From Domination to Cooperation: How a rescue dog changed my life and inspired me to become a Dog Trainer February 2021

I grew up with cats. It wasn’t until I was 27 years old that I would adopt my first dog, Shadow the husky mix and my life would change forever!

Before adopting Shadow I knew next to nothing about dogs. I was excited to learn how to train him but I assumed the methods were universal and agreed upon amongst trainers - you either knew how to train dogs or you didn’t. Boy was I wrong!

The day I brought him home

Adopting Shadow was exciting. All I knew was that I wanted to rescue a big, black dog with pointy ears. I searched Pet Finder for a few weeks and ended up seeing two dogs I wanted to meet at Toronto Animal Services. One was Shadow, a found stray husky mix, and the other was a greyhound/lab mix. When I walked into the kennel room, Shadow was standing there, looking at me and wagging his tail (despite many other dogs barking like crazy), the greyhound mix was cowering at the back of his kennel. To a newbie like me, the choice was clear… I took Shadow home that day.

I started taking him to the fenced dog park the very next day as I was under the impression ALL DOGS LOVE EACH OTHER ALL THE TIME. Lucky for me Shadow did love other dogs but he also seemed under-socialized and confused about how to interact with them. His over-the-top dog play at the park started tipping over into dog fights and before long it was happening every time we went (lucky for me again, he has a very “soft mouth” and despite his many fights he has never seriously hurt another dog, not even once). This is when another dog owner told me that Shadow was an “Alpha male” and needed a strong leader, just like Cesar Millan. I replied “who?”

Shadow at the dog park in the very early days - the bad-ass looking spiked collar I bought him didn’t help his image when he started getting into dog fights and I quickly stopped using it when I suspected it might hurt other dogs during play.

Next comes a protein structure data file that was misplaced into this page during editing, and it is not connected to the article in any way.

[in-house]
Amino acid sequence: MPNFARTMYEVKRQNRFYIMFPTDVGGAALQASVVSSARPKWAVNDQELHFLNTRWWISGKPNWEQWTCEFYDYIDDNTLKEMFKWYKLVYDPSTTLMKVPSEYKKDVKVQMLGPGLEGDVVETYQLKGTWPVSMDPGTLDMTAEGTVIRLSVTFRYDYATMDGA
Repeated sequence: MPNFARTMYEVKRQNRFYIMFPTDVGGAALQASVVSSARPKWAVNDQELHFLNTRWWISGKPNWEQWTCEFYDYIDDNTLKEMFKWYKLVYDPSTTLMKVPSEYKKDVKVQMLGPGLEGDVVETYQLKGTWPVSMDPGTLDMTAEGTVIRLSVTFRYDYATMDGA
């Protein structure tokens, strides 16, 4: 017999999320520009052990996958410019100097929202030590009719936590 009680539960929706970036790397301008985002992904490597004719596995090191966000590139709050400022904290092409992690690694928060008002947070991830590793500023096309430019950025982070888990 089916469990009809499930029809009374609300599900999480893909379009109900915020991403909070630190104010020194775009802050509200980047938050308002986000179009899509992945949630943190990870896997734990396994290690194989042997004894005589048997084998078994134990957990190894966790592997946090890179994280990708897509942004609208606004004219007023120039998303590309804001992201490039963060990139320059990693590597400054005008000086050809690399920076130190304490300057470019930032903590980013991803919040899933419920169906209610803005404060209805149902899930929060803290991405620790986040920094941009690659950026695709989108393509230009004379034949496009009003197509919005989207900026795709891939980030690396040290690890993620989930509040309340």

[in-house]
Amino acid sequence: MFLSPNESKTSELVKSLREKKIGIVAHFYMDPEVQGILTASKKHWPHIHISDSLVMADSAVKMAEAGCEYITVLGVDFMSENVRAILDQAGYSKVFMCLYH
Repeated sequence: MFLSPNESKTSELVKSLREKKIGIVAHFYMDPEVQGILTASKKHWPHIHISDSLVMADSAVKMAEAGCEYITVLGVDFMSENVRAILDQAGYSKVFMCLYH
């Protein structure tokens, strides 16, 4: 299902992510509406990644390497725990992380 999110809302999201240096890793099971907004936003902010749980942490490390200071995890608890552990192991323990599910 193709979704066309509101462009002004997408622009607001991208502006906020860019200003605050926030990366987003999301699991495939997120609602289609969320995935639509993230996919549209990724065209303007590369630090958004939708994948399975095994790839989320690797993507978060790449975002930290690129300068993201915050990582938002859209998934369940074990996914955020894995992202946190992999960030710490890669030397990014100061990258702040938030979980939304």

And so my adventure into dog training began, I walked straight home and excitedly looked up Cesar Millan. I marathoned a few seasons of his show and I watched all of his seminars I could find on YouTube. I wanted to BE HIM.

I also had the advice of friends in my ear including things like:

I do want to do a quick shoutout to my only friend who saw his behaviour for what it was and replied to my assertion that Shadow pulled on-leash because he was dominant by saying “I think he is just excited.” Little did I know that she was absolutely 100% right.

And so I attempted to train Shadow using dominance based training methods. I was calm and confident with my body language, I made the “Tssst” sound when I wanted Shadow to stop doing something, I popped his leash when he pulled, and I “alpha-rolled” him (sometimes for pulling on-leash but mostly for fighting other dogs at the park).

I remember none of this helping, Shadow continued to pull on-leash and get into fights at the dog park. I also remember I didn’t enjoy the training and I felt inadequate as a pack leader. The very last time I alpha rolled him was on my way to the dog park after a lot of frustrating pulling. I just wanted him to submit to me so badly that I attempted to flip him over on un-even muddy ground without thinking. We both ended up falling and getting covered in mud. I felt confused and dumb but we continued onto the park. As soon as we walked in and Shadow got into a dog fight. As I grabbed him to break it up, he bit me (known as a re-directed bite). He only bruised me a little bit but I felt shocked and I took him home and bawled my eyes out.